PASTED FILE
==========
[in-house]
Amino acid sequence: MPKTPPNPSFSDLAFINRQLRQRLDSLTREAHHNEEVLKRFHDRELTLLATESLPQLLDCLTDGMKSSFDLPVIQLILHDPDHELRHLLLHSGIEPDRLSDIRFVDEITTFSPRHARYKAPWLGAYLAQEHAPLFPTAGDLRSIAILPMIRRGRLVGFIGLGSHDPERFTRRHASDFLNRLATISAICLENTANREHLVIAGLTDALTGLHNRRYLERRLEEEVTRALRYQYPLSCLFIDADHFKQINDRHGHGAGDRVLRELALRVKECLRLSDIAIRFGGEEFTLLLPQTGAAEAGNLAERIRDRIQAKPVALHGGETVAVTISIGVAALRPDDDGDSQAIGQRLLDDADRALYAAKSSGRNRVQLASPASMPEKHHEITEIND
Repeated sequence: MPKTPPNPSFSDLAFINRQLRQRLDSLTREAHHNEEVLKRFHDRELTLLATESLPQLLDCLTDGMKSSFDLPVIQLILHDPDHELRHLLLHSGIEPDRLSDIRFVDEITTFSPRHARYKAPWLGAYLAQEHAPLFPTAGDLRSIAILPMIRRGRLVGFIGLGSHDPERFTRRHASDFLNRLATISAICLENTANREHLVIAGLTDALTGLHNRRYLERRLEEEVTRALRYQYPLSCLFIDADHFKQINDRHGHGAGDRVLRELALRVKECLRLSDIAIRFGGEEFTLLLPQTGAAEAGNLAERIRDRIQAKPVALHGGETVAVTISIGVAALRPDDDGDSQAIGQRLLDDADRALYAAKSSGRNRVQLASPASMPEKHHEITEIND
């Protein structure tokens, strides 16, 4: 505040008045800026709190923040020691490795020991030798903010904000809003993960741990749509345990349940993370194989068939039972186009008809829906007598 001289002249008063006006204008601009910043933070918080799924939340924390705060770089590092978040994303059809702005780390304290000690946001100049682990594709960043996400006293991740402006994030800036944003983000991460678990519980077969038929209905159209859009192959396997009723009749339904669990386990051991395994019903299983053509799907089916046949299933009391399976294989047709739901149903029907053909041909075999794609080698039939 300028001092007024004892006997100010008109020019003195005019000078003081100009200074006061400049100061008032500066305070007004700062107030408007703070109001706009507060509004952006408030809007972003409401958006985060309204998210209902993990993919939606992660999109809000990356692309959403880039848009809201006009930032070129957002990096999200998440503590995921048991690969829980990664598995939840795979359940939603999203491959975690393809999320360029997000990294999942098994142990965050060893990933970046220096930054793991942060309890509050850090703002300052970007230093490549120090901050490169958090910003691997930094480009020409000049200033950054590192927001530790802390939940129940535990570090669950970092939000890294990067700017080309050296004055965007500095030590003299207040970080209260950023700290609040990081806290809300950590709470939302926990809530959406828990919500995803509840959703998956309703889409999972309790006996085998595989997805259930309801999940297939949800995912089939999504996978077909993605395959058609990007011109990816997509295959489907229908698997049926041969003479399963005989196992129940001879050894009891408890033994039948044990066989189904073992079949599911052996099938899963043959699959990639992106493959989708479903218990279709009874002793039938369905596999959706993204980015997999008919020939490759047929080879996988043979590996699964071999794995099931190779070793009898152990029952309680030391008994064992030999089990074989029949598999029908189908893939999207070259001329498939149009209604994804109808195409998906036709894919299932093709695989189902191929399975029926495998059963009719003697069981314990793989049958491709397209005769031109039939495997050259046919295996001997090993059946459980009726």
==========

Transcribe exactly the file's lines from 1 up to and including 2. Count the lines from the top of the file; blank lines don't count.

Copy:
[in-house]
Amino acid sequence: MPKTPPNPSFSDLAFINRQLRQRLDSLTREAHHNEEVLKRFHDRELTLLATESLPQLLDCLTDGMKSSFDLPVIQLILHDPDHELRHLLLHSGIEPDRLSDIRFVDEITTFSPRHARYKAPWLGAYLAQEHAPLFPTAGDLRSIAILPMIRRGRLVGFIGLGSHDPERFTRRHASDFLNRLATISAICLENTANREHLVIAGLTDALTGLHNRRYLERRLEEEVTRALRYQYPLSCLFIDADHFKQINDRHGHGAGDRVLRELALRVKECLRLSDIAIRFGGEEFTLLLPQTGAAEAGNLAERIRDRIQAKPVALHGGETVAVTISIGVAALRPDDDGDSQAIGQRLLDDADRALYAAKSSGRNRVQLASPASMPEKHHEITEIND